Saturday, October 3, 2009
With the approval of over 67% of Irish voters in a nationwide referendum, the EU Treaty of Lisbon passed a major hurdle on Friday. This vote marks a dramatic swing from last summer’s referendum, in which 53% of participants voted against the Treaty.
Twenty-four of the 27 Member States have already deposited instruments of ratification. Only Ireland, the Czech Republic, and Poland have not yet ratified the treaty. In all three states, substantial progress towards ratification has been made, but several steps remain.
Parliament approved the Treaty in May, and the only remaining step is Presidential assent. President Vaclav Klaus, who opposes the Treaty, has yet to sign it. Several weeks ago, opponents of the treaty filed suit in the Czech Constitutional Court, seeking to block the President’s signature. President Klaus has vowed to wait until the Constitutional Court has issued its judgment before determining whether to sign it. The Court has not yet set a date for its judgment; observers note that it could be a matter of weeks or a matter of months. The Court is expected to set a timetable for the case later this month. When informed of the outcome of the Irish referendum, President Klaus reiterated his position.
Prime Minister Jan Fischer, who supports the Treaty, has said that he is convinced the Czech Republic will ratify before the end of the year. Fischer is scheduled to meet with Commission President José Manuel Barroso and Swedish Prime Minister Frederik Reinfeldt on Wednesday to discuss prospects for ratification in his country. Sweden holds the rotating Presidency of the EU Council.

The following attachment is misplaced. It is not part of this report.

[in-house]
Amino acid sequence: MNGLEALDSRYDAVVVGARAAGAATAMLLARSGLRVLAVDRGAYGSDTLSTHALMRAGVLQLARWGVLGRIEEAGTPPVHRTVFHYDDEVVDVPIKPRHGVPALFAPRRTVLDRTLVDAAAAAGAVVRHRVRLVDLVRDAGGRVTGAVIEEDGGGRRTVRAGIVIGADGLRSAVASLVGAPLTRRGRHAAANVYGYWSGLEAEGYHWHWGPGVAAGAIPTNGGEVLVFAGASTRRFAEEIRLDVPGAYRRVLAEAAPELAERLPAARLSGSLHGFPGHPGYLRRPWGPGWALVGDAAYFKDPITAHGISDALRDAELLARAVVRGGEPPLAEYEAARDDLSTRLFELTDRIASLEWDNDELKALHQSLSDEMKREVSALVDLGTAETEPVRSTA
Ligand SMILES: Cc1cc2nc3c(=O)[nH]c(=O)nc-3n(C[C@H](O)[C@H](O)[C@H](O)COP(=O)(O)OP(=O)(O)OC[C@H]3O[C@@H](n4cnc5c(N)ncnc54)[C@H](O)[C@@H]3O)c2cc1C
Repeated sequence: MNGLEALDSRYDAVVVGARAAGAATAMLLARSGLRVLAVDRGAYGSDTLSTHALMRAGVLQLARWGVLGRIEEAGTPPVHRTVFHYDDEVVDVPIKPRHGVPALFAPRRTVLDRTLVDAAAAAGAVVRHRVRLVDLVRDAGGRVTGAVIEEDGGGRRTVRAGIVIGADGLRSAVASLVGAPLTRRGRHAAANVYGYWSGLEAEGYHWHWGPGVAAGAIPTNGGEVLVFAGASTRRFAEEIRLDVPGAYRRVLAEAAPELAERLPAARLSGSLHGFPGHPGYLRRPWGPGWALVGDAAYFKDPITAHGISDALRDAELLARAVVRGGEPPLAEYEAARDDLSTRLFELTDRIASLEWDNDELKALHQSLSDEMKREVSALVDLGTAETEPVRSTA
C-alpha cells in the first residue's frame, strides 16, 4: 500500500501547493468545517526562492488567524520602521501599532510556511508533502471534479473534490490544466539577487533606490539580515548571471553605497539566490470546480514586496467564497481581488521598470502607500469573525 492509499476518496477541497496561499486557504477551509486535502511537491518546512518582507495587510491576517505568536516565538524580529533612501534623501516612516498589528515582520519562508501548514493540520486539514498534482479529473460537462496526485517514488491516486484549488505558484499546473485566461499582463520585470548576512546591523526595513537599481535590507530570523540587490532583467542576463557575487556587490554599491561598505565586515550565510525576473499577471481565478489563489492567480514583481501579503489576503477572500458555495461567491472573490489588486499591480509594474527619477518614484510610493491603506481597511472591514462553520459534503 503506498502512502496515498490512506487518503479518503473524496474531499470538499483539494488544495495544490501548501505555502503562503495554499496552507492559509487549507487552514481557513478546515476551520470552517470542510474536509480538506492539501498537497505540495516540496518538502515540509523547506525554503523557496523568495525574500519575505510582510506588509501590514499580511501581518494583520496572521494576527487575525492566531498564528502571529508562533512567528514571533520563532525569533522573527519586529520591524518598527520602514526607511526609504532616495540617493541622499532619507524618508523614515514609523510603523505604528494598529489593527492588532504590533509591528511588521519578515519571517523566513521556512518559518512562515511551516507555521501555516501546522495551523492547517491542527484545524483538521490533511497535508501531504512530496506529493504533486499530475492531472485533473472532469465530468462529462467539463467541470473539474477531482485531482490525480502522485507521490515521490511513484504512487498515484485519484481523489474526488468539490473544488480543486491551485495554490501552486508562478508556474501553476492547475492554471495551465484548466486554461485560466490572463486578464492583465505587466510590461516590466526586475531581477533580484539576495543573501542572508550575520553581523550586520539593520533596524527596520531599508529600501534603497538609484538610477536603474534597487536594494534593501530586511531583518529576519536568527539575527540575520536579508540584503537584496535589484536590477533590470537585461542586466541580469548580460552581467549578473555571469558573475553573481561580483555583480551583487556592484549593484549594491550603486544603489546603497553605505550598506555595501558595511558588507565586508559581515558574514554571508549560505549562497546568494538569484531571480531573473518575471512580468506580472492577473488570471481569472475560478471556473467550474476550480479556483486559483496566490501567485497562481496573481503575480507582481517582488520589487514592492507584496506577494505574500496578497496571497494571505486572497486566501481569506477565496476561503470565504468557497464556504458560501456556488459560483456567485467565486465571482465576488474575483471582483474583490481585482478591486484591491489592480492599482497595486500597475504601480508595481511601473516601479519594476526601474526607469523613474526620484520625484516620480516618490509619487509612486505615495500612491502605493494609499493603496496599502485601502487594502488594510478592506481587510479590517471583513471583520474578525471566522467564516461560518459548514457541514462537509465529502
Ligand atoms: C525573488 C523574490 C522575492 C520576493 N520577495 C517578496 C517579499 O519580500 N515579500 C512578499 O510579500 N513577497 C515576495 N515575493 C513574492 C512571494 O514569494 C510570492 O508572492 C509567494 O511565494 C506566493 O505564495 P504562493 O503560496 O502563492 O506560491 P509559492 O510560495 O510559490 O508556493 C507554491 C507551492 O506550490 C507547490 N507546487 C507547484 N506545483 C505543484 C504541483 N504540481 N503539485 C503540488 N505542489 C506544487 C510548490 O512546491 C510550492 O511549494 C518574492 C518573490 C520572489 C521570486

Friday's referendum marks the final major hurdle to Irish ratification. Ratification will be complete with the signature of President Mary McAleese.
Parliament approved the Treaty in April 2008. Although President Lech Kaczynski has not made any public reply to the Irish vote, a Presidential spokesman reported on Saturday that he expected the President to sign the Treaty by the middle of next week. The President had withheld his signature in the wake of the Irish “no” vote last summer, but had promised to promptly sign the Treaty if the Treaty carried the day in Friday’s referendum.
In the United Kingdom, parliamentary elections are scheduled for the spring. Although the UK has ratified the Treaty (with Labour backing), opposition Tory leader David Cameron has vowed that, if he prevails in that election and if the Treaty has not yet entered into force, he will schedule a nationwide referendum, reviewing the UK’s ratification of the Treaty. Since the Treaty requires ratification by all 27 Member States in order to enter into force, a negative vote in the UK would be a tremendous blow to the Lisbon movement.